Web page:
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100G Ethernet

Infinera Ditches 40G, Talks 100G

Infinera Corp. (Nasdaq: INFN) has at last answered questions about its 100-Gbit/s plans, but its ditching of in-house 40 Gbit/s is sure to cause some controversy.

A week ago, Infinera was a company that had proven its worth at 10 Gbit/s, but hadn't articulated a convincing second act. Its 40-Gbit/s technology, in the form of a 10-lane, 400-Gbit/s photonic integrated circuit (PIC), lagged the market. And the company was reportedly going to be late to market with the Coherent technology that's taken center stage for 100 Gbit/s. (See Infinera Puts 100G Coherent on Pause.)

Infinera got a clean slate Thursday, saying it would skip ahead to coherent 100-Gbit/s technology, to be available in 2012 in the form of a five-lane, 500-Gbit/s PIC. Infinera won't be first to market, but could arrive in time for much of the early wave of demand. (See Infinera Sets 100G Agenda.)

So, why give up on 40 Gbit/s?

It's tempting to consider this as a defensive move. After all, Infinera still hadn't produced a 40-Gbit/s product "roughly four years after initial 40-Gbit/s systems started shipping," analyst George Notter of Jefferies & Company Inc. wrote in a research note on Friday.

Competitors, meanwhile, are already piling onto the 40-Gbit/s coherent bandwagon. CoreOptics, now being acquired by Cisco Systems Inc. (Nasdaq: CSCO), is offering transponder modules that are being used by Cisco, Nokia Networks , and, by all accounts, Fujitsu Network Communications Inc. (See Cisco Renews Optical Focus With CoreOptics and CoreOptics Does Coherent 40G.) Moreover, some analysts were under the impression that Infinera was going to have 100 Gbit/s out in late 2012 anyway -- which would mean the "new" timeframe has been the plan all along. (CEO Tom Fallon says Infinera never declared an official 100-Gbit/s timeframe.)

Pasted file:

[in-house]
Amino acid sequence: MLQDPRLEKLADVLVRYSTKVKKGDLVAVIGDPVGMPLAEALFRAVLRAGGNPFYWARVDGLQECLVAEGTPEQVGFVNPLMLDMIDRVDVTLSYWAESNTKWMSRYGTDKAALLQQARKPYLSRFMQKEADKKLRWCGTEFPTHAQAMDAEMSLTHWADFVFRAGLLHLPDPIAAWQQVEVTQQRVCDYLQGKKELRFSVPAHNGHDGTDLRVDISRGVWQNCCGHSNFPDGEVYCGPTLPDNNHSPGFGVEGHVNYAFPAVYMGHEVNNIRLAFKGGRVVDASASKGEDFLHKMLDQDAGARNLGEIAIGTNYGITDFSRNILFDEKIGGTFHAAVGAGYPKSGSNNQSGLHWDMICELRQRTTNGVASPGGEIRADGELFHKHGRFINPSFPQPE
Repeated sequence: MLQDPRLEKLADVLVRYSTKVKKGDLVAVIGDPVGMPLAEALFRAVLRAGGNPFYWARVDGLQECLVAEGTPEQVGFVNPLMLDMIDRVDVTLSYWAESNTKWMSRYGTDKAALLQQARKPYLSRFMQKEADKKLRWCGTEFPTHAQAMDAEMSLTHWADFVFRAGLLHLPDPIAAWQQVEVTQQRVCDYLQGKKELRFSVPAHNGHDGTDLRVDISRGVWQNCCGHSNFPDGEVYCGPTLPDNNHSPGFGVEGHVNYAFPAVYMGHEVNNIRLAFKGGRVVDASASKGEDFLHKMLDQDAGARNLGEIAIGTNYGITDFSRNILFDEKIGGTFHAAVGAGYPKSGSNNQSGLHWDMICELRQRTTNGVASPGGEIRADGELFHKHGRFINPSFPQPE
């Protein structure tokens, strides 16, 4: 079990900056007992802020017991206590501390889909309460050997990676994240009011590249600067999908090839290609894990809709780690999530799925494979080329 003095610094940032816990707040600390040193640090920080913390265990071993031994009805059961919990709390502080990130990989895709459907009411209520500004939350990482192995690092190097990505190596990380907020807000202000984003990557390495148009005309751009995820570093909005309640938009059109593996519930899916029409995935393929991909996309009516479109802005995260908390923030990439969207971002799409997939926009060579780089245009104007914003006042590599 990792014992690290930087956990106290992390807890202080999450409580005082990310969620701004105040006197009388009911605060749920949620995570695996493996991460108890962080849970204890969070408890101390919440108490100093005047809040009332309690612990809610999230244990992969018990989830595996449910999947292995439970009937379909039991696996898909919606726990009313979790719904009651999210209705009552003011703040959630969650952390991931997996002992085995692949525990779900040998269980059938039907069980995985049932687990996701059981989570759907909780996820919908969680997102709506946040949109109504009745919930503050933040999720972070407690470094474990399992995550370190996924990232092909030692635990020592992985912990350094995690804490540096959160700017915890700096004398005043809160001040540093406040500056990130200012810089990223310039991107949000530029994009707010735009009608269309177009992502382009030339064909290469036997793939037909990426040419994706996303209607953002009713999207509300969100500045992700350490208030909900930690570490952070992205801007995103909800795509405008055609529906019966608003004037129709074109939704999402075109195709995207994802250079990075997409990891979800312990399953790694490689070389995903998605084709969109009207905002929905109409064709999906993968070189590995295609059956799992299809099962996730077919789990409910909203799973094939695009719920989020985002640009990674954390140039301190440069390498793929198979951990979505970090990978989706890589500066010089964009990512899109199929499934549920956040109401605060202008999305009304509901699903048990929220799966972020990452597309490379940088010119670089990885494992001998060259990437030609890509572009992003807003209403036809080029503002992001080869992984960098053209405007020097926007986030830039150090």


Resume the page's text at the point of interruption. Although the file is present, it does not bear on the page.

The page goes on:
In that case, the only real news would be the cancellation of a late 40-Gbit/s product.

But Notter points out that Infinera's plan is the right one, regardless of motivation. It "gives the organization a better shot at getting to market on time and ultimately having larger 100 Gbps share vis-à-vis competitors," he wrote.

Timing is everything
Of course, Infinera says there's nothing defensive about its choice.

Executives claim the 40-Gbit/s PICs and modules were nearly ready, but Infinera has concluded that carriers are dead-set on 100 Gbit/s. Were Infinera to announce both PICs, carriers would ignore the 40-Gbit/s one and wait for 100 Gbit/s, Fallon tells Light Reading.

"They have made the mental leap," says the CEO. "Universally, we got the feedback that we made the right choice not coming at 40 Gbit/s in 2011 if we can come out with 100 Gbit/s in 2012."

Infinera says the work already put into 40-Gbit/s PICs can be applied to the 100-Gbit/s case; the transmitter side, in particular, is nearly identical.

The 100-Gbit/s plan came into formation when a digital signal processor (DSP) -- a key element of a coherent receiver -- "came in sooner than we had predicted," Dave Welch, Infinera's chief strategy officer, tells Light Reading.

That DSP was crafted by a team in Ottawa, the same engineers who'd brought coherent technology to Nortel Networks Ltd.

Infinera was originally going to develop coherent technology in-house, using an analog design in place of the DSP. But Welch says this group approached Infinera about the idea of joining forces, leading to the opening of Infinera's new design center last June. (See Infinera Does R&D in Ottawa.)

Because the 40-Gbit/s PIC is canceled, Infinera's 40-Gbit/s offering -- for the carriers that really need it -- will truly be a stopgap: a two-port card built from off-the-shelf technology. No PICs.